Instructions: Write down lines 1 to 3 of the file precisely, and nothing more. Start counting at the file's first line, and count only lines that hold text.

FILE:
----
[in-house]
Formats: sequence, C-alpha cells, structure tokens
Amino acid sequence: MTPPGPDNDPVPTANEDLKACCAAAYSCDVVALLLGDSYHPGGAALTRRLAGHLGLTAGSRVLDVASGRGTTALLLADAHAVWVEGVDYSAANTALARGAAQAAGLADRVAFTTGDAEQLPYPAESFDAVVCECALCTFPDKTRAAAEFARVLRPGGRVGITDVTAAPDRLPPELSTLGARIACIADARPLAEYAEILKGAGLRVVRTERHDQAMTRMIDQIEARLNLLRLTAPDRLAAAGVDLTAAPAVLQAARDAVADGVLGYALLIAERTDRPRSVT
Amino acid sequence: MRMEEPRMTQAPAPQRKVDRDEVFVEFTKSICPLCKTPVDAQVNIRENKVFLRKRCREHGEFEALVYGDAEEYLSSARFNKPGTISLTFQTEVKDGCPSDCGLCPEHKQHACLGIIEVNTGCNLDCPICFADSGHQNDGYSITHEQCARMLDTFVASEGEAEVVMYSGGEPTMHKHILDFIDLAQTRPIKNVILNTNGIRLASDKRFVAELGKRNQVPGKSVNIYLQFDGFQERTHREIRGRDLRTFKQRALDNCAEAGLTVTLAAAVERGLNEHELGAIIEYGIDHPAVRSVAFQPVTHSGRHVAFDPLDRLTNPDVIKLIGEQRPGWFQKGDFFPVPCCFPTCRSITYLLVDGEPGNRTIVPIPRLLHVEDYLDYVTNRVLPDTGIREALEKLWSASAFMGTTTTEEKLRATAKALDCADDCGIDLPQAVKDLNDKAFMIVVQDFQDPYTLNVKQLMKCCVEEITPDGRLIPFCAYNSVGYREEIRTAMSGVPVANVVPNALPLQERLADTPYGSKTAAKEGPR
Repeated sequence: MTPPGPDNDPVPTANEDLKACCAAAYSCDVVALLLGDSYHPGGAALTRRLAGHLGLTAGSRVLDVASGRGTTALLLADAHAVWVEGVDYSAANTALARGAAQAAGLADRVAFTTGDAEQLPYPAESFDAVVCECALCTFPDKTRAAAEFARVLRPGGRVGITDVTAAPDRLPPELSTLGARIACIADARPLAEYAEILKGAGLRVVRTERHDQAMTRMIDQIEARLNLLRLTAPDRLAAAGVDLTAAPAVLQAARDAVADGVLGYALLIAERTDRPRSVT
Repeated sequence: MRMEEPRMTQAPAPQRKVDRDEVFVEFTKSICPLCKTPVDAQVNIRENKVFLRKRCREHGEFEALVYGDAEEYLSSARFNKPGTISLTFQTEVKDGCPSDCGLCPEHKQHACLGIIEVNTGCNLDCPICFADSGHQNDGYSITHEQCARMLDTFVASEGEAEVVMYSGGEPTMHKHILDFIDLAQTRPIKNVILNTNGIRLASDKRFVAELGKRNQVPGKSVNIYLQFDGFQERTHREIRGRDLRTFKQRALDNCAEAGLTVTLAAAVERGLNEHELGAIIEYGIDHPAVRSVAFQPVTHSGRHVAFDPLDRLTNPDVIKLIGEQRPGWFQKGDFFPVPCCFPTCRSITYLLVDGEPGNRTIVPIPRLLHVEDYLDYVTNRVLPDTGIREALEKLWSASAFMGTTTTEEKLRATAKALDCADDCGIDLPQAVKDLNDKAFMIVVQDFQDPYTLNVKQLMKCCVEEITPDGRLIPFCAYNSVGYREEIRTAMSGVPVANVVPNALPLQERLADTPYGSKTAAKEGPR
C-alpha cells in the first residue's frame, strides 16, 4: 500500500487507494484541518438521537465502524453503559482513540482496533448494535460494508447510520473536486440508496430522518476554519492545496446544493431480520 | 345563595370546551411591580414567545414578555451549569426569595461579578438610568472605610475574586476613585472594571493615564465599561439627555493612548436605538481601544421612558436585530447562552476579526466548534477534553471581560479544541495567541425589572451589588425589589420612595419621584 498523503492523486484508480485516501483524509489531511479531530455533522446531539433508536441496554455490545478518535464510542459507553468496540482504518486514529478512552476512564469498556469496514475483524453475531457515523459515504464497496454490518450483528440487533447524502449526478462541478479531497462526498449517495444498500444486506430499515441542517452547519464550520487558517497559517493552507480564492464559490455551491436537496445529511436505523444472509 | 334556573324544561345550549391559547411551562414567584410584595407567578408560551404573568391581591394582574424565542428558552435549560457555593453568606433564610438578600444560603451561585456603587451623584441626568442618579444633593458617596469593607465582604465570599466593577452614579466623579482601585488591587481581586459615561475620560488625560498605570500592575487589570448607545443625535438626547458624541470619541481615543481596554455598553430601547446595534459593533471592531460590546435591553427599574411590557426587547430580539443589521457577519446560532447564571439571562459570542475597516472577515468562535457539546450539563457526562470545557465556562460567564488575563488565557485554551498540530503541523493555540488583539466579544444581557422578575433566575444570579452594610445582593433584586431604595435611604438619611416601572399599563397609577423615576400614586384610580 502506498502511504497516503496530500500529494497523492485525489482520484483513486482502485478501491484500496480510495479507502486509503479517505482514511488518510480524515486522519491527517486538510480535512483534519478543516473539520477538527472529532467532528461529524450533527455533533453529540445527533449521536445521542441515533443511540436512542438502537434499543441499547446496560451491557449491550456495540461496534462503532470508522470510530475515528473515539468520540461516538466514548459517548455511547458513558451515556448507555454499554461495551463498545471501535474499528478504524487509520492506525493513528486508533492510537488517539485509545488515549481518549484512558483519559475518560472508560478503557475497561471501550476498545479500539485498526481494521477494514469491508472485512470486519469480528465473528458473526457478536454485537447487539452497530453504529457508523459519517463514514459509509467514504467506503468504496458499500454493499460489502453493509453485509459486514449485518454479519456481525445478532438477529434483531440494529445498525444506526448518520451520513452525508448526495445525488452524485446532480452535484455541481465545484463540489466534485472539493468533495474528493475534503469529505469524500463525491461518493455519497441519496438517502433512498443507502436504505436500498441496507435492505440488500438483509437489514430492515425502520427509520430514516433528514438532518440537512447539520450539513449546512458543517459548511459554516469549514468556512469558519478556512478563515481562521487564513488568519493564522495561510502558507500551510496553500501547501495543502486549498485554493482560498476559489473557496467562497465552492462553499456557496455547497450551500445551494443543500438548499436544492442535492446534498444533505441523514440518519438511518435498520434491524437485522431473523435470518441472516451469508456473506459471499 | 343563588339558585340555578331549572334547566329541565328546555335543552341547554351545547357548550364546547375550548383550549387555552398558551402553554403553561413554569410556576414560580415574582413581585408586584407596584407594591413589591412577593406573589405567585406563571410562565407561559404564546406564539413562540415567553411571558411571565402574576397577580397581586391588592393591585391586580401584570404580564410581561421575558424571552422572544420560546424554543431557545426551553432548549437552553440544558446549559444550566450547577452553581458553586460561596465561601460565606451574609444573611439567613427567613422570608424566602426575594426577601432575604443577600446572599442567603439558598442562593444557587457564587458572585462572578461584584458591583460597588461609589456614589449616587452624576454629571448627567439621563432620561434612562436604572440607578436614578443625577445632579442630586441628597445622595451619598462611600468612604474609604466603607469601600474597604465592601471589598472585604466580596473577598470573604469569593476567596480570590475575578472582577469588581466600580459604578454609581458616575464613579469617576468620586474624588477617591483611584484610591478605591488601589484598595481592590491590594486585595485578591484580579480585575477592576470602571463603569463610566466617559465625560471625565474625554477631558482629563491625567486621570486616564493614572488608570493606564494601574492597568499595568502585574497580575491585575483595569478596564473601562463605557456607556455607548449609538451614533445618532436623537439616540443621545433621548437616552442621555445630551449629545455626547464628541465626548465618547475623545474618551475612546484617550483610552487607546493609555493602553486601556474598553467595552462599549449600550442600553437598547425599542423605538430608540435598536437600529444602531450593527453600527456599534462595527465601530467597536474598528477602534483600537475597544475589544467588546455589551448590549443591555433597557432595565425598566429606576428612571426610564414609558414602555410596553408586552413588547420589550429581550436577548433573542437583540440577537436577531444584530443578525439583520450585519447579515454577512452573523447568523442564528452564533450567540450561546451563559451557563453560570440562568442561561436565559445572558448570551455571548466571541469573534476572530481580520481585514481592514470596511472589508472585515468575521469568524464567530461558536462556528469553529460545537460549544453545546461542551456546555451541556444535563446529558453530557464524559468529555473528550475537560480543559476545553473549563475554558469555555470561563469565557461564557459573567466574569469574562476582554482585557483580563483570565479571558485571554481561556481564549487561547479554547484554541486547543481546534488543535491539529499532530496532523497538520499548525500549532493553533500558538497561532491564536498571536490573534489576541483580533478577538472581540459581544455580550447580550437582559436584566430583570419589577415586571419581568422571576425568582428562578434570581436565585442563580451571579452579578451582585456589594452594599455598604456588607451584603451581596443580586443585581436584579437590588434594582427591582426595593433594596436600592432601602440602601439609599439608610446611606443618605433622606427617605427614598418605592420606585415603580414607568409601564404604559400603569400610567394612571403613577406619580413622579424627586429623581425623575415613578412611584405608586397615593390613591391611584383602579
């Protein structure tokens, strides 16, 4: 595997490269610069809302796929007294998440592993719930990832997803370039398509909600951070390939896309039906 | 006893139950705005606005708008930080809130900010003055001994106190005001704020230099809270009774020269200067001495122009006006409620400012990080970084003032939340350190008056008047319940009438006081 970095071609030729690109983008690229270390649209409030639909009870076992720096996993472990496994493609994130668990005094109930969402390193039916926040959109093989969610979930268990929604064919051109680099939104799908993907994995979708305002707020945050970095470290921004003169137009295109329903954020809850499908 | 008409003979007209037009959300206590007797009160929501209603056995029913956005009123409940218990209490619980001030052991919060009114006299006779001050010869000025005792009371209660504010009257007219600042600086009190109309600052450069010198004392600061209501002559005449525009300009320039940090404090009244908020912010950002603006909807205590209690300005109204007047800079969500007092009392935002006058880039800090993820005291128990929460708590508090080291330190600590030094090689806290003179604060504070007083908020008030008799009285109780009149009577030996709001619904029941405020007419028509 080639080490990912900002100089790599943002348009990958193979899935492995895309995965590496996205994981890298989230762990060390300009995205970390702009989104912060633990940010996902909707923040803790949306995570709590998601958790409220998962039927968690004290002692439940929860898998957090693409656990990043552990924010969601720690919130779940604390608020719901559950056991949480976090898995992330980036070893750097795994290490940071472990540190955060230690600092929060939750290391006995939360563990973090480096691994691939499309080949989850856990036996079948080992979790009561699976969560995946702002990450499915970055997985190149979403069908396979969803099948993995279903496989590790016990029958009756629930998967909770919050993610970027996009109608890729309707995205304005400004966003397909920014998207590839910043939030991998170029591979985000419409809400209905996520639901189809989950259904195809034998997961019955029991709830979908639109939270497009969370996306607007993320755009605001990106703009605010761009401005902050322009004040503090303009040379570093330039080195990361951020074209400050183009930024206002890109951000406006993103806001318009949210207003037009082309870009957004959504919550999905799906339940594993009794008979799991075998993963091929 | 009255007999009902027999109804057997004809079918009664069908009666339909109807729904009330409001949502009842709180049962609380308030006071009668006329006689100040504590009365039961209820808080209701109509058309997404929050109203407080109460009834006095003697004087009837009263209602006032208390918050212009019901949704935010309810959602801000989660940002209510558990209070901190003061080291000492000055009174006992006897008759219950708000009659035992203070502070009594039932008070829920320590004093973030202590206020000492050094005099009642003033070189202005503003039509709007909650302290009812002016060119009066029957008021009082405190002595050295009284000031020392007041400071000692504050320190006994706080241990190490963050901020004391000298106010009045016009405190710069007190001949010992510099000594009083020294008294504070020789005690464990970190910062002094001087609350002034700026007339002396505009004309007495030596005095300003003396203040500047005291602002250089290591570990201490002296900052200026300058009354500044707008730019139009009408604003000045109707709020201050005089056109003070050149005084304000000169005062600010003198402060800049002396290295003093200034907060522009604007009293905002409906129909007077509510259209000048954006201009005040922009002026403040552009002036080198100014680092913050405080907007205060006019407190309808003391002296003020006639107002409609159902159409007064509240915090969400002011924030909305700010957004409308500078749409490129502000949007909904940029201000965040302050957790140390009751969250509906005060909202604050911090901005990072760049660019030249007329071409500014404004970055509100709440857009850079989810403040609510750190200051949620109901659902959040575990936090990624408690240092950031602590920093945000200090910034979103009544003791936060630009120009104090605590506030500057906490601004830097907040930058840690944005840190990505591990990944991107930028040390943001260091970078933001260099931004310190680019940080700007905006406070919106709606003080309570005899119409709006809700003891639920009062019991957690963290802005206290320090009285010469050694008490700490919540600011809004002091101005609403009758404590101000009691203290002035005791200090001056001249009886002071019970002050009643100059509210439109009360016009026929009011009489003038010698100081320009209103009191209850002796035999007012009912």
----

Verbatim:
[in-house]
Formats: sequence, C-alpha cells, structure tokens
Amino acid sequence: MTPPGPDNDPVPTANEDLKACCAAAYSCDVVALLLGDSYHPGGAALTRRLAGHLGLTAGSRVLDVASGRGTTALLLADAHAVWVEGVDYSAANTALARGAAQAAGLADRVAFTTGDAEQLPYPAESFDAVVCECALCTFPDKTRAAAEFARVLRPGGRVGITDVTAAPDRLPPELSTLGARIACIADARPLAEYAEILKGAGLRVVRTERHDQAMTRMIDQIEARLNLLRLTAPDRLAAAGVDLTAAPAVLQAARDAVADGVLGYALLIAERTDRPRSVT